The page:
CHEYENNE – For a southwest Wyoming man, a nearly three-year court battle with the U.S. Environmental Protection Agency is finally over.
On Monday, Andy Johnson of Fort Bridger reached a settlement with the EPA, allowing him to keep a stock pond he built on his property in 2012.
Johnson had originally constructed the pond to water cattle. The EPA informed Johnson that the pond, which is connected to Six Mile Creek south of Fort Bridger, was in violation of the Clean Water Act.
Johnson maintained that he had sought and received a permit through the State Engineer’s Office, which confirmed that the stock pond met all of the office’s legal requirements.
But the EPA did not relent, sending Johnson a compliance order in January 2014 instructing him to remove the stock pond or face $37,500 in fines for every day he refused to do so.
In August 2015, Johnson’s case was taken up by the Pacific Legal Foundation, a California-based public interest law firm and self-described watchdog organization that specializes in arguing for limited government, property rights and individual rights. And on Monday, PLF attorney Jonathan Wood prevailed, as U.S. District Judge Scott Skavdahl signed off on a consent decree allowing Johnson to keep his pond.
“The settlement is a clear win for Andy. He’s not going to have to rip out the pond; he won’t pay a nickel in fines,” Wood said. “He won’t have to get a federal permit. All he has to do is build on the environmental improvements he’s already made.”
Specifically, the consent decree requires that Johnson supplementhis pond by planting some “dormant live willows” in the area and build a fence on the north side of the pond for livestock control. Aside from that, the decree states that “the United States, its departments or agencies, covenant not to sue or take administrative action against Mr. Johnson under the Clean Water Act” with respect to its original complaint involving the stock pond.
Yet despite the victory, Wood said all of this could have been avoided if the EPA had simply listened to Johnson when he first protested the agency’s concerns. From the very beginning, Wood said the agency had inaccurately characterized the stock pond and the body of water it connected to.
“Stock ponds are exempt from the Clean Water Act, and the stream Andy dammed isn’t under federal jurisdiction,” Wood said. “It has to open into a navigable waterway to be subject to (the Clean Water Act), and this one doesn’t; it flows into a manmade irrigation canal.”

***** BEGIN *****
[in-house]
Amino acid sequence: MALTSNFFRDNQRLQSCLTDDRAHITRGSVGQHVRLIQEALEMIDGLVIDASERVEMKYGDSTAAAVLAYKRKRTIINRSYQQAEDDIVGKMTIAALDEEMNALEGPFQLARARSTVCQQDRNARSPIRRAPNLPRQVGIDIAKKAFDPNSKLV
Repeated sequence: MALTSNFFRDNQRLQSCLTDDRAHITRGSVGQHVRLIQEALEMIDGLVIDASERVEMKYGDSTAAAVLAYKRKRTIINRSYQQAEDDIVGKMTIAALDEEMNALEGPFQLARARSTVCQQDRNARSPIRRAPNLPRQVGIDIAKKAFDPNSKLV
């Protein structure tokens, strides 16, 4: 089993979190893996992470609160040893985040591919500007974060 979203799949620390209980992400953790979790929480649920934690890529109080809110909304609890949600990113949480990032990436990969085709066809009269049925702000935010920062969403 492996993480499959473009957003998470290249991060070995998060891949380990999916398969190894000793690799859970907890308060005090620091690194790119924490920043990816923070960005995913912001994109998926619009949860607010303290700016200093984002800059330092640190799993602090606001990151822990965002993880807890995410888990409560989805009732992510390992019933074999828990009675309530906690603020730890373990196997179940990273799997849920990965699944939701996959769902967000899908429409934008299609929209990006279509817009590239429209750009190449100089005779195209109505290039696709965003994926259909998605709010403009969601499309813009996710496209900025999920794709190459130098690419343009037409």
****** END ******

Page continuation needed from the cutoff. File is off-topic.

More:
Wood noted the consent decree does not require the EPA to admit any fault in its original action against Johnson. And there’s also essentially no recourse for Johnson to seek redress for the countless sleepless nights he’s had to endure, wondering whether he would eventually have to pay the millions in fines he had accrued.
But even so, Wood said Johnson’s case, as well as its outcome, should give hope to others facing a similar action by the EPA.
“When he first got the compliance order, Andy panicked because there was no one in the past he could look to for assurance,” Wood said. “But now, Andy can be that person for people in the future. This case doesn’t set a legal precedent, but practically, it gives an example and a roadmap to anyone who finds themselves in Andy’s situation.”
Reached by phone Tuesday, Johnson said he was relieved his legal battle was at an end. He was also thankful to PLF, other attorneys and many others for their support.
“I would say about 98 percent of everybody has sided with us,” Johnson said. “We get letters in the mail all the time, all kinds of support from just everyday people. I think everybody shares the same frustration with the EPA.”
Johnson added that although the threat of hefty fines caused he and his family plenty of stress, he also feels the process has been worth the struggle.
“It weighed on us quite a bit, but it’s also given me an education I couldn’t have learned anywhere else,” he said. “Looking back on it, I’m somewhat thankful for the experience, the people we’ve met and the places we got to see.”
Johnson’s legal victory also drew the attention of Wyoming’s three-member Republican congressional delegation, including U.S. Sen. John Barrasso, who lauded Johnson’s victory, but also argued that “it shouldn’t have come to this.”
“Local land-use decisions should never be driven by Washington, and the EPA should never be able to fine someone millions of dollars for building a pond on their own land,” Barrasso said in a statement. “This settlement is a welcome rebuke of an agency that has gone too far.”